# Edit and Manage

# Editing Title and Description

When you create a workflow, you can edit the Title and Description near the top. We also present some helpful information — the workflow's author, the current version, and visibility state of the code and data, and when the workflow was last updated:

Pipeline title and description

# Workflow visibility

All workflow code is private by default. The data you send to a workflow, or logs you generate, is also private.

You can change the visibility of workflow code using the dropdown menu to the right of the code label at the top of your workflow:

Workflow visibility toggle

Please see our docs on public workflows for more information about workflow visibility and privacy.

# Copying public workflows

We hope that the workflows you write are helpful for others. If you've written a workflow to send all Stripe transaction data to a Redshift data warehouse, for example, someone else will probably want to use your workflow to solve that same use case.

If you've used Github, you can think of each workflow as a unique, public repository. It's code that anyone can view and copy for their own use.

On Pipedream, anyone can find a public workflow, copy it, and run it, modifying any of the steps within the workflow to make it work for their use case.

# Saving and Running your Workflow

When you edit the code in the workflow and save those changes, we deploy a new version:

Workflow version

All events sent to the trigger will run against the most recent version of the workflow.

Code and action steps of Pipedream workflows are executed in the order they appear. These steps can be interleaved — we impose no order besides the "trigger must come first" rule noted above.

# Reverting your workflow to a previous version

Each time you deploy your workflow, Pipedream generates a new, immutable version that represents the state of the workflow at that point in time. Versions are numeric, and increment (i.e. a workflow starts at version 1, then increments to version 2 with the next deploy). You can find the current version just above your workflow code:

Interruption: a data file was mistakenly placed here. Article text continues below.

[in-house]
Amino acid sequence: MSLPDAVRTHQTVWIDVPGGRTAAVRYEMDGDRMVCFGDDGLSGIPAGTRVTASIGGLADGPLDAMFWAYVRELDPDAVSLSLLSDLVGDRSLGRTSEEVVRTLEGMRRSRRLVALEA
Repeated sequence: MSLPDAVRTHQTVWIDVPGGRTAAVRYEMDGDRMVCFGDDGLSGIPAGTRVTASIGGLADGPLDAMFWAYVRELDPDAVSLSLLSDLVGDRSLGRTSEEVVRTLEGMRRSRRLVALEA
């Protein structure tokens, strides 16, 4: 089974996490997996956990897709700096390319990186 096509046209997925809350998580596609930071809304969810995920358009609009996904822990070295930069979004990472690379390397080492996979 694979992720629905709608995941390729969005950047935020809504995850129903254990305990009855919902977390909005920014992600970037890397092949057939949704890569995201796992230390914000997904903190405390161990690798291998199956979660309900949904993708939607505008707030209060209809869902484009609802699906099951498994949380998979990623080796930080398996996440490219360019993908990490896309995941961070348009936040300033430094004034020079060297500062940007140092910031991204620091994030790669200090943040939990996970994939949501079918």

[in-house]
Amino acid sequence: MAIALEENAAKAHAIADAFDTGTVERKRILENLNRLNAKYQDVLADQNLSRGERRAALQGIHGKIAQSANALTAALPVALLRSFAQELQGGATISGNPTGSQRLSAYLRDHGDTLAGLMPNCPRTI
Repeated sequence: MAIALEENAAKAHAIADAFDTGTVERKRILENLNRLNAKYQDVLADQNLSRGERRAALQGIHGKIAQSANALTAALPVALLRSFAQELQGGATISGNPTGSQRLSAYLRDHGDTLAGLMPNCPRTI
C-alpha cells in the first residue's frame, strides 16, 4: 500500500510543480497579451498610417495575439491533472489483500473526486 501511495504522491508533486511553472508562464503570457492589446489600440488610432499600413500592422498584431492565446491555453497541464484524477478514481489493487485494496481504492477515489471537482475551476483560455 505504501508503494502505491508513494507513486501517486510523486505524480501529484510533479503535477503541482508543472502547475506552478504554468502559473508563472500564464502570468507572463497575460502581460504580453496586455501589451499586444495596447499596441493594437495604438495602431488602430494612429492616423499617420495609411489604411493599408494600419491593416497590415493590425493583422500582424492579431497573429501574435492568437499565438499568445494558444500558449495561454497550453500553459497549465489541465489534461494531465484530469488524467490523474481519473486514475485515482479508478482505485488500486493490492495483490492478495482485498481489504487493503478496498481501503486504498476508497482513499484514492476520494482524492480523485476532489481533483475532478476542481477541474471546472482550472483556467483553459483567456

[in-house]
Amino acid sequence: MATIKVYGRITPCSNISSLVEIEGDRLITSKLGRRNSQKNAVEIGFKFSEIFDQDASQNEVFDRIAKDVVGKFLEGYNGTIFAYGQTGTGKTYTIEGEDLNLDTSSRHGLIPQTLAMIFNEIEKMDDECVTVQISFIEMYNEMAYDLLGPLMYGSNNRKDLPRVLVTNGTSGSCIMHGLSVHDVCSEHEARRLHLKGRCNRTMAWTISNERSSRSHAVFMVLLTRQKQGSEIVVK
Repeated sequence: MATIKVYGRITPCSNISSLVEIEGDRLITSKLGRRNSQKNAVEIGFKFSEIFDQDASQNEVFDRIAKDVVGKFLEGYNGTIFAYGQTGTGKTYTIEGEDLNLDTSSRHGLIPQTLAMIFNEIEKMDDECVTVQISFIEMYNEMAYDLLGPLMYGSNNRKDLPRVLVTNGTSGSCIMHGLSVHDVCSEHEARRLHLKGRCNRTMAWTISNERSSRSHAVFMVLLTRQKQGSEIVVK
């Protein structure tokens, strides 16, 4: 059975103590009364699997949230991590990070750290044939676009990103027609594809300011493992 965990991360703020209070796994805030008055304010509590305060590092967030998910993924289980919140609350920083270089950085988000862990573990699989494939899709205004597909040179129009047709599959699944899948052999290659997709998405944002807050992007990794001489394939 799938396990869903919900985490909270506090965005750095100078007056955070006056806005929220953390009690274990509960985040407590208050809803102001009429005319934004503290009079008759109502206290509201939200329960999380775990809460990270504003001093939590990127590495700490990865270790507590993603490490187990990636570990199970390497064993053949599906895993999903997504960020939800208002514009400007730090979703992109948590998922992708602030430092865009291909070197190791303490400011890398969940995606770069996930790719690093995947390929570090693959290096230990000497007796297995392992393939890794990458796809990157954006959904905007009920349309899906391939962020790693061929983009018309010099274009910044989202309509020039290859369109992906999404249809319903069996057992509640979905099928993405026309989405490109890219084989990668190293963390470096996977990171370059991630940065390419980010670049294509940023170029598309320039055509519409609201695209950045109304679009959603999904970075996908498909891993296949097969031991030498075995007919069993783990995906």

Current workflow version

If you need to revert your workflow to a previous version, click on that menu and select it from the list:

Current workflow version

This will display the code for that version of your workflow below. To revert your workflow to this version, click Redploy This Version on the far right of the header that appears:

Current workflow version

Since versions of a workflow are immutable, this will deploy a new version of your workflow with the same code of the version you chose to re-deploy.

When you select a specific event from the inspector, you'll also see this header appear, noting the version of the workflow that event ran against and the option to re-deploy that version.

# Sharing Workflows

To share your workflow with others, click the Share button in the top-right of your workflow:

Share button

There are two types of ways to share your workflow:

  • You can share your workflow code with others so they can copy it and use it with their own connected accounts. If you make your workflow public, you can find your workflow's shareable URL here.
  • You can also add collaborators to your workflow. Collaborators can edit the code and see its events and execution details. Add collaborators by Pipedream username or email address. Pipedream sends an email to that user asking them to accept the collaboration request. Once they do, they'll be able to edit the workflow and view its events and execution details.

# Deactivating Workflows

Workflows can be deactivated by switching the toggle in the top-left corner of any workflow. By defaut, this toggle is green, which means your workflow is active:

Active workflow

Clicking the toggle deactivates your workflow:

Inactive workflow

Deactivating a workflow has a different impact for different triggers. For instance, deactivating a workflow with an HTTP trigger disables the associated endpoint from receiving HTTP requests (those endpoints will respond with a 404 HTTP status code). Disabling a workflow with a Cron Scheduler trigger will disable the cron job.

By default, inactive workflows are displayed on the list of workflows on the homepage. Active workflows appear with a green vertical bar to their left, inactive workflows with a grey bar. You can remove inactive workflows from the homepage by toggling the Show inactive checkbox at the top of that page.

# Deleting Workflows

You can delete a workflow by clicking on the ellipsis in the top-right corner of your workflow and selecting Delete this workflow:

Delete workflow

You can also delete multiple workflows at a time from your list of workflows.

Deleted workflows cannot be recovered.

# Archiving Workflows

Instead of deleting a workflow completely, you can archive it. This deactivates the workflow but keeps its code, in case you need to examine it later.

You can archive any workflow by clicking on the ellipsis in the top-right corner of your workflow and selecting Archive this workflow:

Archive workflow

You can also archive multiple workflows at a time from your list of workflows.

Archived workflows do not appear in the list of workflows on your homepage by default.

# Keyboard Shortcuts

We provide a few keyboard shortcuts to simplify workflow development:

Operation Shortcut(s)
Save ⌘ + S or Ctrl + S
Deploy ⌘ + D or Ctrl + D

# More resources

Read more about each of the components of a Pipedream workflow below:

Still have questions?

Please reach out if this doc didn't answer your question. We're happy to help!